I am the Stirek Assistant Professor of Finance at Oregon State University. My empirical research is at the intersection of information economics and corporate governance. I have a Ph.D. in Finance from Penn State’s Smeal College of Business. Prior to attending Penn State, I worked as an equity research analyst at Credit Suisse in New York City. There, I covered companies in the industrial conglomerate (e.g. GE, Honeywell) and large-cap banking (e.g. JP Morgan, Bank of America) sectors. I also have experience working in the debt capital markets division of KeyBanc Capital Markets. I hold a B.B.A in Finance and Business Economics from Ohio University’s Honors Tutorial College.


Journal of Accounting Research, Forthcoming

Abstract: Complaints from institutional investors suggest that principles-based disclosure regimes that rely on financial materiality standards produce inadequate non-financial environmental and social (E&S) information. Using the staggered introduction of 40 country-level regulations that mandate disclosure, I document that reporting E&S information relates to increased investment from institutional owners and has material effects on firms’ investment and financing decisions. Firms mandated to disclose E&S information allocate more investment towards long-term, innovative projects and raise more equity capital. Evidence indicates that disclosure attracts long-term-oriented institutional clientele with E&S preferences, which then feeds back on firm decision-making. While the effects of non-financial disclosure are similar to those of improved financial disclosure, this clientele mechanism is unique. Taken together, these results suggest that jurisdictions that rely solely on financial materiality disclosure standards create non-financial information frictions with material effects on investors and firm decision-making. 

Video Synopsis via Faculti

Media Mentions: Columbia Law School’s Blue Sky Blog

Presentations: FMA Annual Meeting 2021 

Journal of Financial And Quantitative Analysis. (2023)

Abstract: I study VCs’ use of public market information and how attention to this information relates to private market investment outcomes. I link web traffic to public filings hosted on EDGAR to individual VCs. VCs analyze public information about industry peers before most deals. An increase in industry filing views relates positively to the probability of an exit through acquisition, suggesting that public information helps identify paths to acquisition. The effect is stronger when the VC has less access to private information—especially for low reputation VCs. Policymakers should consider spillover effects on private markets when setting public disclosure requirements.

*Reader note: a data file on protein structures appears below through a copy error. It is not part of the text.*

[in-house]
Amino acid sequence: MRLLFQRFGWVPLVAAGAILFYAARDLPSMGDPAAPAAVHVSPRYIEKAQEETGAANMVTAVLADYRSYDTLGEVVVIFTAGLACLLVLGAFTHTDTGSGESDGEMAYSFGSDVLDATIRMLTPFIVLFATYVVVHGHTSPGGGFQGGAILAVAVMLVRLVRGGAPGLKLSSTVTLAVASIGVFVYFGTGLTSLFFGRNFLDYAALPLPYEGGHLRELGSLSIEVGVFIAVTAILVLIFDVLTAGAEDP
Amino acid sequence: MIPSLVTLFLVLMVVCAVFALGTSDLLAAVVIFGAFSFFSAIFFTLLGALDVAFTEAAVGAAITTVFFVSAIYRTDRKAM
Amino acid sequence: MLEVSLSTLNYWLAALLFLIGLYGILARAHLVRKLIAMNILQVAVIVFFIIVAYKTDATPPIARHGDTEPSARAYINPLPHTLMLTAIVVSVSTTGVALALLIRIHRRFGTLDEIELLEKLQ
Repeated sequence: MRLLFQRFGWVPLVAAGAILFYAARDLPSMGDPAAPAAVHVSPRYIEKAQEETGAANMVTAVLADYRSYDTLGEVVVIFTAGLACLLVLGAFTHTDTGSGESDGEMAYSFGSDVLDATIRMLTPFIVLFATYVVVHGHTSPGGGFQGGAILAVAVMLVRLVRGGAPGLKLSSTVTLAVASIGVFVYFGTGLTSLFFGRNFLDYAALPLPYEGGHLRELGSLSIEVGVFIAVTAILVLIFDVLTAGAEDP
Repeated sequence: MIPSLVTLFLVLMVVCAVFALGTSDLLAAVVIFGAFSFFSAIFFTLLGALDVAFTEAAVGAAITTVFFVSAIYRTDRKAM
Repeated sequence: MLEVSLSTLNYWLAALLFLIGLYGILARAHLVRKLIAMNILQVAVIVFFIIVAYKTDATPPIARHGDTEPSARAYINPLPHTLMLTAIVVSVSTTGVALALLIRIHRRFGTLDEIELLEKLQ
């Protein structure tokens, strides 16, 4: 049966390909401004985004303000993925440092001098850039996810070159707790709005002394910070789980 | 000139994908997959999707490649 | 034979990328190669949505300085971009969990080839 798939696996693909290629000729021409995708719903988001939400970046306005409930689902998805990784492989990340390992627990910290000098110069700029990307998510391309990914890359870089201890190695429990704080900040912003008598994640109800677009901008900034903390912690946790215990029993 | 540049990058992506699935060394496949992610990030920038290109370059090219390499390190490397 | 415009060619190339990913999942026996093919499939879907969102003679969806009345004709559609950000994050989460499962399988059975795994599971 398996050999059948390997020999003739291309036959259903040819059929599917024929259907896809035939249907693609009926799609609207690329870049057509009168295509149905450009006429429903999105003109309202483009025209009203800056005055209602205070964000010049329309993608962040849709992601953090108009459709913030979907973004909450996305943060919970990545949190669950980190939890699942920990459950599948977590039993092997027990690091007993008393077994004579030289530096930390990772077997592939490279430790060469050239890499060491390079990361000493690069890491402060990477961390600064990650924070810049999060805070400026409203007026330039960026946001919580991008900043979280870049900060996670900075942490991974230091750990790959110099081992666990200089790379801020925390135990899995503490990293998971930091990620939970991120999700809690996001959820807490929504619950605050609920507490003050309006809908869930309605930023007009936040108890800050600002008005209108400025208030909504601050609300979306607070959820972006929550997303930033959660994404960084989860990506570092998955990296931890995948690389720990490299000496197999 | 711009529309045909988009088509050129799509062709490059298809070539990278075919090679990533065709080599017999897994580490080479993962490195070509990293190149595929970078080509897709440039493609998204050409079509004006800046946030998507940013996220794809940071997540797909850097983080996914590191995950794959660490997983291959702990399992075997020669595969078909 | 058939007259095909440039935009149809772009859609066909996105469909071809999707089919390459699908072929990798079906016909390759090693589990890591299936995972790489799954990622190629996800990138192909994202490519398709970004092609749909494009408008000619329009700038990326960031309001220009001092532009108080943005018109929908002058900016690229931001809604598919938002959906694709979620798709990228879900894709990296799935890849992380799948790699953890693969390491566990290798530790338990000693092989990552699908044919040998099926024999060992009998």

Media Mentions: National Affairs

with Peter Iliev and Jonathan Kalodimos. Management Science (2021).

Abstract: We identify analysts’ information acquisition patterns by linking EDGAR server activity to analysts’ brokerage houses. Analysts rely on EDGAR in 26% of their estimate updates with an average of eight filings viewed. We document that analysts’ attention to public information is driven by the demand for information and the analysts’ incentives and career concerns. We find that information acquisition via EDGAR is associated with a significant reduction in analysts’ forecasting error relative to their peers. This relationship is likewise present when we focus on the intensity of analyst research. Attention to public information further enables analysts to provide forecasts for more time periods and more financial metrics. Informed recommendation updates are associated with substantial and persistent abnormal returns, even when the analyst accesses historical filings. Analysts’ use of EDGAR is associated with longer and more informative analysis within recommendation reports.

Media Mentions: Citywire

Policy Impact: SEC's Rule 15 under Regulation S-T


Abstract: A recent dramatic rise in the assets managed by passive corporate debt funds has profound implications for firm financing and payout policy. I use fund-specific flows to isolate exogenous increases in firm-level passive debt ownership at a firm. Firms respond to higher levels of passive debt ownership by increasing leverage, consistent with a recapitalization. More passive debt ownership does not lead to risk-shifting, but rather an increase in direct payouts to shareholders. I show that passive debt holders facilitate these effects by reducing aggregate ex-ante and ex-post monitoring. The presence of a bank monitor mitigates the relationship between passive debt ownership and increased payout.

Presentations: FMA Annual Meeting 2020, SFA Annual Meeting 2020





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